Commercial Property Management – How to Address Tenant Property Damage or Default

In commercial real estate there are good tenants and there are some not so good tenants.  It’s the ones that break the rules that create a lot of headache for landlords and property managers.  You need a plan of approach to keep these tenants and the problems that they create under control.

In commercial real estate, the tenants that create problems are usually those that evolve from a combination of events or facts such as:

  • Poor business performance and or management
  • Low cash flow and or sales
  • Unsuccessful business venture
  • Split of business partnership
  • Tenant mix volatility
  • Change in the local or regional economy

Generally you can see these difficult things happening and growing over time if you watch the tenant and their business activities closely.  Make it a regular process to visit the property and meet with the tenants.  Observe, converse, record, and explore the tenant and property issues as you walk around the property.  Look for signs of difficulty.  Ask direct questions.

Keep the communication tenant flowing, call around to the property frequently, and look at the physical aspects of the tenant’s business layout, presentation, and staffing numbers.  A poorly performing business and or tenant will have indicators to observe and note.

What’s the impact?

A tenant performance problem has to be kept in check as it will have an impact on the overall performance of the property and the income.  That can then flow through to higher vacancy factors, and impact the other occupants and users of the property.  If you are managing or leasing a major property with a large number of tenants, then the monitoring process is complex and the impact of a defaulting tenant across the tenant mix can be a real concern.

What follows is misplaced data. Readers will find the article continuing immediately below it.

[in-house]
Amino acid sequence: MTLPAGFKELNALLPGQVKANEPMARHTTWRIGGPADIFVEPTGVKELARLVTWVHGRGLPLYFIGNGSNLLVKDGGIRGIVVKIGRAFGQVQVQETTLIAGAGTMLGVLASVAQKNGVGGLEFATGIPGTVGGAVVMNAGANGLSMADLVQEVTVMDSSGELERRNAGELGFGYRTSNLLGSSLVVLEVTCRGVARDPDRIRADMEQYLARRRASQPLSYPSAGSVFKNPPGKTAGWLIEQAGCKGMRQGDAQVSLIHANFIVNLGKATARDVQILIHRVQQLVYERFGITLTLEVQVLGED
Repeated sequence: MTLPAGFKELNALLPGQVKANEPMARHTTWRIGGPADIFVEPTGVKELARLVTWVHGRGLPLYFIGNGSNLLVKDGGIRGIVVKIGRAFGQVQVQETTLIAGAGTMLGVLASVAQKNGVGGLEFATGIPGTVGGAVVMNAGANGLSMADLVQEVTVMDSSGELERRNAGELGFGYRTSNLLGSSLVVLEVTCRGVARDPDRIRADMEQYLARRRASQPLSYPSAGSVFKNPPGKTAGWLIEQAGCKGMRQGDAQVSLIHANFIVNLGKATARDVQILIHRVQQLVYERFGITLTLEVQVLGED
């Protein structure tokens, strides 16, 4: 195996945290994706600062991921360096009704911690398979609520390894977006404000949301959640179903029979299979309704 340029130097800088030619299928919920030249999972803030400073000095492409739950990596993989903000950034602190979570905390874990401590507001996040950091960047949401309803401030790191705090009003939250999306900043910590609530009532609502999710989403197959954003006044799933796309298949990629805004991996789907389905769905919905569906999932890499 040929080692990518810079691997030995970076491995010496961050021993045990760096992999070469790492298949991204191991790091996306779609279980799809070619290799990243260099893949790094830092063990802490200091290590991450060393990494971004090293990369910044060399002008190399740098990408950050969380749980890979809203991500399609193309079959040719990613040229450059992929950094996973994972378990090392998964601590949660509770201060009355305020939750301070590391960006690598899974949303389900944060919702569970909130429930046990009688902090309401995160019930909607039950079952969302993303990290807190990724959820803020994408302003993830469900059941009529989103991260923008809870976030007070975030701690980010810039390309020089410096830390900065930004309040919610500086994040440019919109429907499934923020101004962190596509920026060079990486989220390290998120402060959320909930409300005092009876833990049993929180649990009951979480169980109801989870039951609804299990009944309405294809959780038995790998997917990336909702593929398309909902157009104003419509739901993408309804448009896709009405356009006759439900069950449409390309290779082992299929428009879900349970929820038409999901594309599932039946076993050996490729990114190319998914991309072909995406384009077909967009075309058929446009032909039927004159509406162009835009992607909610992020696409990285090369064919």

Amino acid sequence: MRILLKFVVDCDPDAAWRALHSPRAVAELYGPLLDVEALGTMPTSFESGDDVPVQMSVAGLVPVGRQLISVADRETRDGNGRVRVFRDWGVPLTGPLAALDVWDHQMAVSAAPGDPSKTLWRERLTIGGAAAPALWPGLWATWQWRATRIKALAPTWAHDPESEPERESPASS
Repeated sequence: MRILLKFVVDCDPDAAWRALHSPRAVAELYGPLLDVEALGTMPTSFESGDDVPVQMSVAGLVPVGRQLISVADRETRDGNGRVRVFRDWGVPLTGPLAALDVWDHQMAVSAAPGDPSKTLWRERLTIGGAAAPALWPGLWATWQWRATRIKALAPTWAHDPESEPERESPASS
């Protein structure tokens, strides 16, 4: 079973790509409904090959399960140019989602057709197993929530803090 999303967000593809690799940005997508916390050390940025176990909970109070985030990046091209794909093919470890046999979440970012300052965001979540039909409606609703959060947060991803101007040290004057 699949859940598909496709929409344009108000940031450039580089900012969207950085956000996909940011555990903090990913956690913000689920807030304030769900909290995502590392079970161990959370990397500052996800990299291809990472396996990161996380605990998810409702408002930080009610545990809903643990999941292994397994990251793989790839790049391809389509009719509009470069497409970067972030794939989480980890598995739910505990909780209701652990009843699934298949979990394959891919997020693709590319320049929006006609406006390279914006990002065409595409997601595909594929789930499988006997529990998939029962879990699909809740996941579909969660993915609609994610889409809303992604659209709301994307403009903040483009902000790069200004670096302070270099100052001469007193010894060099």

Set your Rules for Tenant Control

So let’s set some rules to control this property problem or challenge.  Here are some of the big ones to help you get started:

  1. Local property laws – There will be rules, laws, and regulations in your town, state, or country that apply to commercial tenant and rental default. In the first instance you will need to know those factors and adhere to them in any involvement and negotiation with the defaulting tenant(s).  The local property legislation has to be understood and actioned given the property and tenant circumstances.  If you don’t act within the property laws of your location, the actions that you take are likely to be ineffective or even costly to you when you seek to deal with the defaulting tenant.  Remember that the tenant can sometimes mount a legal case against you if you do the wrong thing.
  2. Understand the lease document – The lease for the occupancy situation will usually spell out the responses where the tenant does something wrong or defaults. Read the lease before you do anything with the tenant.
  3. Seek local legal advice – A property lawyer will know what to do in most circumstances of tenant disruption and or default. Seek that legal advice if any questions or concerns exist on the actions to be taken.
  4. Get evidence – You will need plenty of notes and photographs that support your concerns and case against the tenant. If the matter is escalated to the court or judicial system, then your evidence has to be rock solid.
  5. Conversations and facts – All of the conversations that you have with the tenant and or any person associated with the tenant should be recorded in note form for later reference.
  6. Inspect the property with another person – If you know that you have a tenant and or premises problem, have another person attend the property with you as a witness to the situation.
  7. Take meeting notes – When you meet with the tenant keep notes of the discussions and agreements made; document those agreements back to the tenant. Have another person attend the meeting with you to provide proof of what was said.  Understand the requirement of evidence and the value of note-taking in handling the tenant problem and or communication.
  8. Negligence – Failing to do something or not knowing what to do can be seen by others as a case for professional negligence. If you do not know what to do with a tenant or lease situation, it is your job as the agent or broker to find out.  A lack of knowledge is not an excuse for a personal lack of action.

Through all of these issues you have your relationship to your client (the landlord).  They will have instructions for you to follow, but those instructions must be legal for the location, the property, and the situation.

When you do not know what to do with a tenant situation, seek help or information before you act.  A small act, error, or omission in handling a tenant lease or default matter can have major consequences for all concerned.

You can get plenty of tenant management tips in our eCourse ‘Snapshot’ right here.

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